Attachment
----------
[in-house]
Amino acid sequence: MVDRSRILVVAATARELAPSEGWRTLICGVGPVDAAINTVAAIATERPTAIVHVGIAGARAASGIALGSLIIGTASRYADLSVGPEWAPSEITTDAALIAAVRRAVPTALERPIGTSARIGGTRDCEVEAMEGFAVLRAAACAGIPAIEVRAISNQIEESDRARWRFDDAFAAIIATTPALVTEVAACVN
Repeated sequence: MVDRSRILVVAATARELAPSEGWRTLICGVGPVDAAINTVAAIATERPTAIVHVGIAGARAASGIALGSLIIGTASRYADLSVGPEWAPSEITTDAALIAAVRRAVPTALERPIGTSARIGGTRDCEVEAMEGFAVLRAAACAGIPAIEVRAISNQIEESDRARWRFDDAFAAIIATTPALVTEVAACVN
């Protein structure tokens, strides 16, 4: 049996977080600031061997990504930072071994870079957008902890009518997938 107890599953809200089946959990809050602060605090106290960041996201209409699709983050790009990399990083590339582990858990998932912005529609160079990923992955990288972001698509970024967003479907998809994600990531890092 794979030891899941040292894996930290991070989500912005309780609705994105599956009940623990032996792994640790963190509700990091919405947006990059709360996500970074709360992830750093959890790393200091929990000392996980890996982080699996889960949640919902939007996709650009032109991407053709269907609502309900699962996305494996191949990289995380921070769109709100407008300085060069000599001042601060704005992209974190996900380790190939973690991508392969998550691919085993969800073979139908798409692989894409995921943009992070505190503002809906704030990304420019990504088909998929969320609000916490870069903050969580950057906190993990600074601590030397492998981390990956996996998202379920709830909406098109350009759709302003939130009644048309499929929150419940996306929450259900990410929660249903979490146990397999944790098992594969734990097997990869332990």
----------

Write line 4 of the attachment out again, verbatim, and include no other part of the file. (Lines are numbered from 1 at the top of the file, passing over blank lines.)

């Protein structure tokens, strides 16, 4: 049996977080600031061997990504930072071994870079957008902890009518997938 107890599953809200089946959990809050602060605090106290960041996201209409699709983050790009990399990083590339582990858990998932912005529609160079990923992955990288972001698509970024967003479907998809994600990531890092 794979030891899941040292894996930290991070989500912005309780609705994105599956009940623990032996792994640790963190509700990091919405947006990059709360996500970074709360992830750093959890790393200091929990000392996980890996982080699996889960949640919902939007996709650009032109991407053709269907609502309900699962996305494996191949990289995380921070769109709100407008300085060069000599001042601060704005992209974190996900380790190939973690991508392969998550691919085993969800073979139908798409692989894409995921943009992070505190503002809906704030990304420019990504088909998929969320609000916490870069903050969580950057906190993990600074601590030397492998981390990956996996998202379920709830909406098109350009759709302003939130009644048309499929929150419940996306929450259900990410929660249903979490146990397999944790098992594969734990097997990869332990």